Market Overview

Julian Assange – Irresponsible Egomaniac or Freedom Fighter?


Taking the unusual step of answering the question in the title right at the beginning, I'm going for the former.

The anarchists and uber-liberals have been heaping adoring praise all over Wikileaks head honcho Julian Assange with a shovel over the past few months. Without any thought towards possible consequences, he has been referred to as a hero, the enemy of big business and friend of the working man. An advocate for complete freedom of information. There has, in truth, been much to admire about some of his actions. But now, Assange is just being an idiot.

Assange published on Wikileaks all 251,000 US diplomatic cables without any redactions. “Great,” his supporters will cry. “What do these people have to hide anyway.” Well, how about the identities of US informers, many of whom will now be in danger of losing their lives thanks to this fool of a man, a man who is ever more desperate for attention.

There is nothing great, nothing commendable, about what he has done here. There is no higher purpose or greater good that he is serving. He has simply chosen to place lives in danger in order to increase his own dwindling notoriety. Those that think that, by writing about him, I'm giving him what he wanted, well, you do have a point.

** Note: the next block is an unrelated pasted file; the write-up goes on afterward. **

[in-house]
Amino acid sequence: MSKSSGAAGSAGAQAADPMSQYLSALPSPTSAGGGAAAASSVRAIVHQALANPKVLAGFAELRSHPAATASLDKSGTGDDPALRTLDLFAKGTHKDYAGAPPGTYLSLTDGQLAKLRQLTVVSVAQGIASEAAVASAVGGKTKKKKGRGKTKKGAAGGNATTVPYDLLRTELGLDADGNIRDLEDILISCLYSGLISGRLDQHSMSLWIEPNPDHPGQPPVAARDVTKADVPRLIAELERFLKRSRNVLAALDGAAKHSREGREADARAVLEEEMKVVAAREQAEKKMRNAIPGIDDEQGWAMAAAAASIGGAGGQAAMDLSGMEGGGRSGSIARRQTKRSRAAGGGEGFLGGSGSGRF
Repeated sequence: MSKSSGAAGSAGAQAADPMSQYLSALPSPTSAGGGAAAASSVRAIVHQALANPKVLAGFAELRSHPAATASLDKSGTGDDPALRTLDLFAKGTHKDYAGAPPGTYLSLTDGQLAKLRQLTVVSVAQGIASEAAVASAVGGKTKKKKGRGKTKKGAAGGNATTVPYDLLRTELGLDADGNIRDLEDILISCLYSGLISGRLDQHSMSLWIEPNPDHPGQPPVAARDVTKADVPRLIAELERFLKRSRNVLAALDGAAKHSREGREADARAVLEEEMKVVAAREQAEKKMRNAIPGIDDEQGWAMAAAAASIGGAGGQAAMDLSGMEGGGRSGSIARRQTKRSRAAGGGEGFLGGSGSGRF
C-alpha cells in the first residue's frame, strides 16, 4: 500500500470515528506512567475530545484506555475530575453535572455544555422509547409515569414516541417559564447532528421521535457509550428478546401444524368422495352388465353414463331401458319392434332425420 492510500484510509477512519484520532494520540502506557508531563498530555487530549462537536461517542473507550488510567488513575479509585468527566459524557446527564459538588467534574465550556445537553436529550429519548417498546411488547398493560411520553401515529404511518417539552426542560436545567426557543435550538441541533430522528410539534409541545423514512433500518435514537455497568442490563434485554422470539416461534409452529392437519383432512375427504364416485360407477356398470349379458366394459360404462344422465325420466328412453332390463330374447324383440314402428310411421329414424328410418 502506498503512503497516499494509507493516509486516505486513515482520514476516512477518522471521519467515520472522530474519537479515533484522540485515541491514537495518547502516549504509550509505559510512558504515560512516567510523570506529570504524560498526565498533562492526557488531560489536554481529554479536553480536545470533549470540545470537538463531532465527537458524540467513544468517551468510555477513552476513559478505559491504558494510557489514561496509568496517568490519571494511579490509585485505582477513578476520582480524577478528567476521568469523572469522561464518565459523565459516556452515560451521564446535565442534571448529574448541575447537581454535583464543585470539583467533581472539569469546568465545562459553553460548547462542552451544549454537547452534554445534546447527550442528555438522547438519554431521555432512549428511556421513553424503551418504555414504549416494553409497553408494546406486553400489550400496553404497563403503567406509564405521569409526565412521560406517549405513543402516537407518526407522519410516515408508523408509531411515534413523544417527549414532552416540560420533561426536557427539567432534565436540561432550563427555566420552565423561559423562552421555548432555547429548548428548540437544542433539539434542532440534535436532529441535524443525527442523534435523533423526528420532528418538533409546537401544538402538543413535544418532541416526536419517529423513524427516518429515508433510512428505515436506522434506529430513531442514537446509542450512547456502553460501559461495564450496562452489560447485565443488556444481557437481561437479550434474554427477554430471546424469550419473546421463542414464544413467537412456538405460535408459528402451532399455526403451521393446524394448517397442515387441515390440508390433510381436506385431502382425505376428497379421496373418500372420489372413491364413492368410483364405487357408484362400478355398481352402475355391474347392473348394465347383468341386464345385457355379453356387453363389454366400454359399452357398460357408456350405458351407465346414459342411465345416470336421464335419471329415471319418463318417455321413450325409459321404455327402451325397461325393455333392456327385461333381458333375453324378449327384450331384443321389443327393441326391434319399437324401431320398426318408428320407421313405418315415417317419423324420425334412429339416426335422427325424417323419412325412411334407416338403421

Still, it seems necessary to at least try to destroy the myth surrounding this man. His latest actions have proven that Assange cares more about his public profile than he does about any perceived moral crusade.

The First Post reports that, “the archive newly placed online by Wikileaks in an entirely unprotected, searchable format contains thousands of cables which identify individual activists or are marked 'STRICTLY PROTECT', denoting sources whose lives could be in danger because their identities are revealed within.”

More, the report goes on to say that the cables contain references to, “people persecuted by their governments, victims of sex offences, and locations of sensitive government installations and infrastructure".

Former media partners of Wikileaks, like the Guardian newspaper, the New York Times, El Pais and Der Spiegel, all issued a joint statement which read, “We deplore the decision of WikiLeaks to publish the unredacted state department cables, which may put sources at risk. Our previous dealings with WikiLeaks were on the clear basis that we would only publish cables which had been subjected to a thorough joint editing and clearance process."

When former partners turn against you, it is time to take a look at yourself in the mirror and decide if you like what you see.

Posted-In: WikiLeaksPolitics Media General Best of Benzinga


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